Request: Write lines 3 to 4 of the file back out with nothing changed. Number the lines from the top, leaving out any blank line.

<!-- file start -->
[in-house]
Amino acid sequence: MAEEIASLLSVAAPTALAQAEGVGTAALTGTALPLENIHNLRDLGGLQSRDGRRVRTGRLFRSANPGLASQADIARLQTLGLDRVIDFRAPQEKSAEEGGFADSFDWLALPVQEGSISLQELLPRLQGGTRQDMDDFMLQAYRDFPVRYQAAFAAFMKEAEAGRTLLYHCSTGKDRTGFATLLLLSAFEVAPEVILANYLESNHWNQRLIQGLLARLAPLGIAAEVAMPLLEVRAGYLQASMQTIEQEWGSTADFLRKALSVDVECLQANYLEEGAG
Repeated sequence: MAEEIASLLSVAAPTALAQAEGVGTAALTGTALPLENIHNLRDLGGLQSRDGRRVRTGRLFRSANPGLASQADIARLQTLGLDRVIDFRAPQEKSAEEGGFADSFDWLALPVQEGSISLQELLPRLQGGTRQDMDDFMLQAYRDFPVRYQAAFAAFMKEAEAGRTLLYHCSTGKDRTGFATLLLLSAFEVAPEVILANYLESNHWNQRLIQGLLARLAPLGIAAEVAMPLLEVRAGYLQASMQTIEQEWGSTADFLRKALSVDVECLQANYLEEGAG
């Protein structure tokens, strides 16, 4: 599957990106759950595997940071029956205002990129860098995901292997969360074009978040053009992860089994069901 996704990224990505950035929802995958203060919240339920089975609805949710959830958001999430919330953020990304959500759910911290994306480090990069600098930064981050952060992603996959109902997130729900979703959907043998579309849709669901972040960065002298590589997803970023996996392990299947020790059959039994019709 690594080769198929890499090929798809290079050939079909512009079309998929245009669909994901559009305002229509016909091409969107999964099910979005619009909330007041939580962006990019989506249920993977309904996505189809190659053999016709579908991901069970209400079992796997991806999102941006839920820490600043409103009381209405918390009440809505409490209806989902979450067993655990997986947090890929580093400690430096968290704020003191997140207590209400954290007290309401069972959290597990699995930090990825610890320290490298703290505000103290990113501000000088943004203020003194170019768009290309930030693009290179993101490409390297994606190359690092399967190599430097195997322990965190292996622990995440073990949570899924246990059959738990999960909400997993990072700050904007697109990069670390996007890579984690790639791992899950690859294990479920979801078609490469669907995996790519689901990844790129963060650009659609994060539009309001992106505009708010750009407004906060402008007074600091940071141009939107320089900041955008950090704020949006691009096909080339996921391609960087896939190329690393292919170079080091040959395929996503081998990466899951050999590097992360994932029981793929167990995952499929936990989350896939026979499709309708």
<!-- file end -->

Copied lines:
Repeated sequence: MAEEIASLLSVAAPTALAQAEGVGTAALTGTALPLENIHNLRDLGGLQSRDGRRVRTGRLFRSANPGLASQADIARLQTLGLDRVIDFRAPQEKSAEEGGFADSFDWLALPVQEGSISLQELLPRLQGGTRQDMDDFMLQAYRDFPVRYQAAFAAFMKEAEAGRTLLYHCSTGKDRTGFATLLLLSAFEVAPEVILANYLESNHWNQRLIQGLLARLAPLGIAAEVAMPLLEVRAGYLQASMQTIEQEWGSTADFLRKALSVDVECLQANYLEEGAG
């Protein structure tokens, strides 16, 4: 599957990106759950595997940071029956205002990129860098995901292997969360074009978040053009992860089994069901 996704990224990505950035929802995958203060919240339920089975609805949710959830958001999430919330953020990304959500759910911290994306480090990069600098930064981050952060992603996959109902997130729900979703959907043998579309849709669901972040960065002298590589997803970023996996392990299947020790059959039994019709 690594080769198929890499090929798809290079050939079909512009079309998929245009669909994901559009305002229509016909091409969107999964099910979005619009909330007041939580962006990019989506249920993977309904996505189809190659053999016709579908991901069970209400079992796997991806999102941006839920820490600043409103009381209405918390009440809505409490209806989902979450067993655990997986947090890929580093400690430096968290704020003191997140207590209400954290007290309401069972959290597990699995930090990825610890320290490298703290505000103290990113501000000088943004203020003194170019768009290309930030693009290179993101490409390297994606190359690092399967190599430097195997322990965190292996622990995440073990949570899924246990059959738990999960909400997993990072700050904007697109990069670390996007890579984690790639791992899950690859294990479920979801078609490469669907995996790519689901990844790129963060650009659609994060539009309001992106505009708010750009407004906060402008007074600091940071141009939107320089900041955008950090704020949006691009096909080339996921391609960087896939190329690393292919170079080091040959395929996503081998990466899951050999590097992360994932029981793929167990995952499929936990989350896939026979499709309708």